- Value of collateral. With secured loans, the loan amount is typically limited to a percentage of the value of the collateral being used as security for the loan. For example, with most mortgage and automobile loans, the loan amount approved by the lender will be limited to a portion of home value, car value or purchase price. If the approved loan amount is less than the purchase price or value of the collateral, the borrower will have to make up the difference with a down payment. As an alternative, some home and car buyers may negotiate with the seller to reduce the purchase price or assist the buyer with some of the costs. With borrowers considering a secured title loan on a vehicle with insufficient value, one option is to consider personal unsecured loans, which may be able to provide a higher loan amount – without using the vehicle’s value and title as collateral.
- Program limits. Many lenders and loan programs have minimum and maximum loan limits, regardless of borrower eligibility. So even if a loan applicant can qualify for a loan amount that is below the minimum loan level or above the maximum loan level, that borrower may not be able to obtain that loan amount. For example, some consumer loans may have a minimum loan requirement of $4,000. Even if the borrower is able to qualify for a $3,000 loan, the lender may not be able to provide the financing that borrower requires – unless the borrower can qualify for and accept a higher loan amount. Depending on the borrower’s situation, they may have to look for a different loan program.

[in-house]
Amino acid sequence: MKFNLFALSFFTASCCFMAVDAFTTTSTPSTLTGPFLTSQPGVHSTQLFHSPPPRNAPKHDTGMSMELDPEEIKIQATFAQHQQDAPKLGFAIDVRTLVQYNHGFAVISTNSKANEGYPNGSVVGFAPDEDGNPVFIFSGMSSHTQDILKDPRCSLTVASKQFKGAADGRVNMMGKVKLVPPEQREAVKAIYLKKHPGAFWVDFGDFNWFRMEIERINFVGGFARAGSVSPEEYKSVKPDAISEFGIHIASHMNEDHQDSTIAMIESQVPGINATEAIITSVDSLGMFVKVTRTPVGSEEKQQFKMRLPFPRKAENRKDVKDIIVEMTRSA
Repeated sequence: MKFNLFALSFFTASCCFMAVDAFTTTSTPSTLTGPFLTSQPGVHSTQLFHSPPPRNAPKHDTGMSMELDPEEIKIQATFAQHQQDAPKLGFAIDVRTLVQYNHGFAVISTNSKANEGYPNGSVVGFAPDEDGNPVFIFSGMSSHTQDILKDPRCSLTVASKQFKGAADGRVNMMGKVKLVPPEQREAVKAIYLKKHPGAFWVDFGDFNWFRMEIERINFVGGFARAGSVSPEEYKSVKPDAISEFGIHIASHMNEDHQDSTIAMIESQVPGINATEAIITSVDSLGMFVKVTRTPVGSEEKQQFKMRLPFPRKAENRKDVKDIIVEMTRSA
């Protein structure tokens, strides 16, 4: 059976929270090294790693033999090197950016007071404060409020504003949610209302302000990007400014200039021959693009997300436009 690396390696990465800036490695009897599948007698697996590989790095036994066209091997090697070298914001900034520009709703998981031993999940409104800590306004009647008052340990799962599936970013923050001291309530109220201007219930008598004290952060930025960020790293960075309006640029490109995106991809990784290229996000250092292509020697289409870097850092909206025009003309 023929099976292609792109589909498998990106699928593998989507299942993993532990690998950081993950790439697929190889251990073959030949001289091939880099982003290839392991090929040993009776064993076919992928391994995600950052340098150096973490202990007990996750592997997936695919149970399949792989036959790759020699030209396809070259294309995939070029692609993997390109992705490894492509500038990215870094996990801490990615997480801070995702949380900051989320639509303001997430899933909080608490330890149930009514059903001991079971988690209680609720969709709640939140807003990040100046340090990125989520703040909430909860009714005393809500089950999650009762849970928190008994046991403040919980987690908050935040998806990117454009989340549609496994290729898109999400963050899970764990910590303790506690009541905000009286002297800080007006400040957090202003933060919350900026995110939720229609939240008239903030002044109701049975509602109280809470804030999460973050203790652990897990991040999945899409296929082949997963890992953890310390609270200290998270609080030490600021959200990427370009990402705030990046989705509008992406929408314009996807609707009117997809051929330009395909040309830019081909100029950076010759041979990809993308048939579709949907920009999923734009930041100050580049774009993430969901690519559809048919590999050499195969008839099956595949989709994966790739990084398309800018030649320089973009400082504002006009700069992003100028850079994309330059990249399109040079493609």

- Credit. In some cases, the maximum loan amount that a program may offer to certain borrowers will be determined by that borrower’s credit record or score. Lenders may lower the loan amount for borrowers with damaged credit histories or low credit scores so as to limit the lender’s risk exposure. For borrowers in this situation, the clear answer is to improve one’s credit ratings and scores. That may be challenging, if nearly impossible, for many borrowers with severely damaged credit.
Selecting the right loan amount
With many consumer loans, the lender, creditor or financing company will often approve the borrower for a maximum loan amount. However, the borrower does not have to take the full approval amount.
When deciding on the loan amount to choose for any loan, individuals should consider how much debt they feel comfortable carrying for the term of the loan. A higher loan amount will mean higher loan payments.
Even though the lender’s underwriting guidelines determine that the borrower can afford the new loan, keep in mind that that is the lender’s perspective. Before making a final decision on loan amount, borrowers will need to balance what they need and what they believe they can afford to borrow.
Disclaimer: NetCredit is a direct personal loan provider and does not provide financial advice, nor does it vouch for any vendor or service mentioned on our NetCredit personal finance blog or online consumer loan glossary. Always research and perform due diligence on any service provider or vendor before deciding to use them, and we recommend that you speak with a financial advisor regarding all decisions that will affect your finances.